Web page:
Marketing your papers to make an impact: poll conclusions
April 8, 2013 3 Comments
The poll was posted in March 2013 in many academic discussion groups. Around 650 answers were collected and many hot comments. The question was: What do you do MOST to increase the probabilities of your papers to be cited? And the results are:
- Include the papers in your website and social profiles 28.0%
- Publish in indexed and open access journals 25.4%
- Distribute research early as working papers or tech reports 16.0%
- Active selling (promote it on web discussions, blogs, etc. 12.2%
- Other activities 4.2%
- I do nothing 10.0%
- I do not believe in impact indicators 4.2%
I have two comments. The first one is about the activities undertaken by professors, that apart from those mentioned above, it has also been discussed some others:
- Publish with other scholars could help to increase the impact of the article. Research suggests that an article with co-authors is more cited than articles with just one author.
- Be really strategic about your abstract and your title. Put key words in your title that will make them more likely to be picked up by search engines.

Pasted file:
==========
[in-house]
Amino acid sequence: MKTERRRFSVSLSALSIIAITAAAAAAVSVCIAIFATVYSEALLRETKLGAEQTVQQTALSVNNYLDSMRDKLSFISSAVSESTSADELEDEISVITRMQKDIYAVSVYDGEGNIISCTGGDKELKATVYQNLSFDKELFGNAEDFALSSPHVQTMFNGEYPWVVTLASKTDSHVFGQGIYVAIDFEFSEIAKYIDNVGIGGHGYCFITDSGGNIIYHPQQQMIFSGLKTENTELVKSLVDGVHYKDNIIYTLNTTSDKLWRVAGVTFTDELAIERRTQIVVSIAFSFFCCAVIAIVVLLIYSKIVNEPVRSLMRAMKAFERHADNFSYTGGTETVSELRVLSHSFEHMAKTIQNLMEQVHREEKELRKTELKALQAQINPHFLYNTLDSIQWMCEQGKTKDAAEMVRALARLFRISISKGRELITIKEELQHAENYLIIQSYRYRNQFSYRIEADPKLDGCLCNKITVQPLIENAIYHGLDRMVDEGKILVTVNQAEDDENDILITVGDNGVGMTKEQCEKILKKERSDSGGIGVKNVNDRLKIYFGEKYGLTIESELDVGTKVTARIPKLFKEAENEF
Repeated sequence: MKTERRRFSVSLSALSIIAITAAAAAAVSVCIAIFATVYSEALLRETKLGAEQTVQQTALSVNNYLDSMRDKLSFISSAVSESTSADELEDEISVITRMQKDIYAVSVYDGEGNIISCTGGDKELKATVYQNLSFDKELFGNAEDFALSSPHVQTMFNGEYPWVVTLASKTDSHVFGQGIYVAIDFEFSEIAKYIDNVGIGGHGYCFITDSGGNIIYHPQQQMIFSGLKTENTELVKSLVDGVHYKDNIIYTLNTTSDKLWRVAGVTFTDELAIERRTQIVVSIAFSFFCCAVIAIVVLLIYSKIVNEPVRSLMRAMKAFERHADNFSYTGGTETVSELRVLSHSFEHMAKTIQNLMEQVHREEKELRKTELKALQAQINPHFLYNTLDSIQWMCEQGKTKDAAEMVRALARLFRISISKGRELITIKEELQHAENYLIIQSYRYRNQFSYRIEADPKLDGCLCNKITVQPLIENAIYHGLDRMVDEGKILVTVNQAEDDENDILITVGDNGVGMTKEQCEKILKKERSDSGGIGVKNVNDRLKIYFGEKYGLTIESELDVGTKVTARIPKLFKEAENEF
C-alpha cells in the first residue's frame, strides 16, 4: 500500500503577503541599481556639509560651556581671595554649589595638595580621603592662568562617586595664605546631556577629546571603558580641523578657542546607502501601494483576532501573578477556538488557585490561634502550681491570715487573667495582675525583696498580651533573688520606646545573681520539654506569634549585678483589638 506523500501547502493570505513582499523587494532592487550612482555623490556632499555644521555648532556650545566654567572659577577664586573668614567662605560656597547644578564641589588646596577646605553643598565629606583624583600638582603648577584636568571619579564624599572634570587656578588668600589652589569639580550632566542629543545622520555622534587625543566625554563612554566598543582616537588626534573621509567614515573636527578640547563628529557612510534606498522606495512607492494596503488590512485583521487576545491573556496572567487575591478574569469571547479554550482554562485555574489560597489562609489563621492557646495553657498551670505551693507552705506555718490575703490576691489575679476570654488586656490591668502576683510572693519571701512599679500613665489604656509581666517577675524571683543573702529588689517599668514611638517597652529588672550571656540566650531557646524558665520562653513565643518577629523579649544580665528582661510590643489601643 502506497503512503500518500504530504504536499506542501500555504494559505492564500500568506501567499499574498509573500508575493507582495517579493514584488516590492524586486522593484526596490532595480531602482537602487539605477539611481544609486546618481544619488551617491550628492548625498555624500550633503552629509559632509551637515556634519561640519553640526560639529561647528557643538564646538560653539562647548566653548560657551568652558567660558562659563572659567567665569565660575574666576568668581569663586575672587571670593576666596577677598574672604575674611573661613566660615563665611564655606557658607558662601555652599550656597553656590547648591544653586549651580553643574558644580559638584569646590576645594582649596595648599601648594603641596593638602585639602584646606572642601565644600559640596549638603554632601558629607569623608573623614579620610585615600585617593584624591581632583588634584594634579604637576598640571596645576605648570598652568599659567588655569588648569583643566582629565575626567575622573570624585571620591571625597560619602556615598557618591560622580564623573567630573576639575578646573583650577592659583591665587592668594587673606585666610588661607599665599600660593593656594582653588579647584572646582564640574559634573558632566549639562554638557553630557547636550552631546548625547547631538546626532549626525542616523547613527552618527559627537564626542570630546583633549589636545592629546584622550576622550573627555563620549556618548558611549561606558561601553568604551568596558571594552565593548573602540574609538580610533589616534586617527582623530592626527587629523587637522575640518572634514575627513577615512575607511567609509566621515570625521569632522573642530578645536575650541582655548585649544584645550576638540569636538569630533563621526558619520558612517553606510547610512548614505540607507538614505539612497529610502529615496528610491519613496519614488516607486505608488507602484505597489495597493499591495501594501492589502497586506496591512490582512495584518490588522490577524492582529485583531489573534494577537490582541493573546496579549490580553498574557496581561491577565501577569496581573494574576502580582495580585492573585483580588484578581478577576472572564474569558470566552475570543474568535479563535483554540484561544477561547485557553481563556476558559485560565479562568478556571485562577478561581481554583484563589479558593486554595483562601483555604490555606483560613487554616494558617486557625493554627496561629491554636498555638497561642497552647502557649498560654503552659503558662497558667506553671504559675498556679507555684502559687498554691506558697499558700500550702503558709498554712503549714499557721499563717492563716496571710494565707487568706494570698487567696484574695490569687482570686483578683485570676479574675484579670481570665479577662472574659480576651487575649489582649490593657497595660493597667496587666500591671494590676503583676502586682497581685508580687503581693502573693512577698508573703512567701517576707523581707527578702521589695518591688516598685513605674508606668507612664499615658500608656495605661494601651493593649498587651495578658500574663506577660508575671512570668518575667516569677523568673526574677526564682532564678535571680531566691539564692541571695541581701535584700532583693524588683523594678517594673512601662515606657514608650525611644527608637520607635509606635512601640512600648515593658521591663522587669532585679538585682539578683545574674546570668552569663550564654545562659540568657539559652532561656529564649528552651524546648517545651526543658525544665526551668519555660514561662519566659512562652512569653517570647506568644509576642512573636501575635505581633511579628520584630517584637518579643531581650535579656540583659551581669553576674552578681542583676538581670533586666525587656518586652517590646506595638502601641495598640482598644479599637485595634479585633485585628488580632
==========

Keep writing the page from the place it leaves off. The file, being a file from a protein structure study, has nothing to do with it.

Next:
- Twiter. Here I would mention that active selling in general is a laborious task, it is not enough posting it once at each website or discussion, it should be done regularly and with originality to not be a pain in the neck.
The other comment is on the activity of marketing your articles itself, it has not been accepted as expected, since for example almost 15% of the professors do nothing or do not believe in this citation system; particularly among the publishing industry professionals, which have come to qualify this activity as “snake oil salesman”, although they should be delighted, because professors are willing to be involved in disseminating their publications.
My conclusion is that, although the main focus should be on research and writing good papers, of course, the current imperfect but vital citation system prompts us professors to take action and be active sellers of our publications. Who dares to suggest professors to do nothing? To be passive?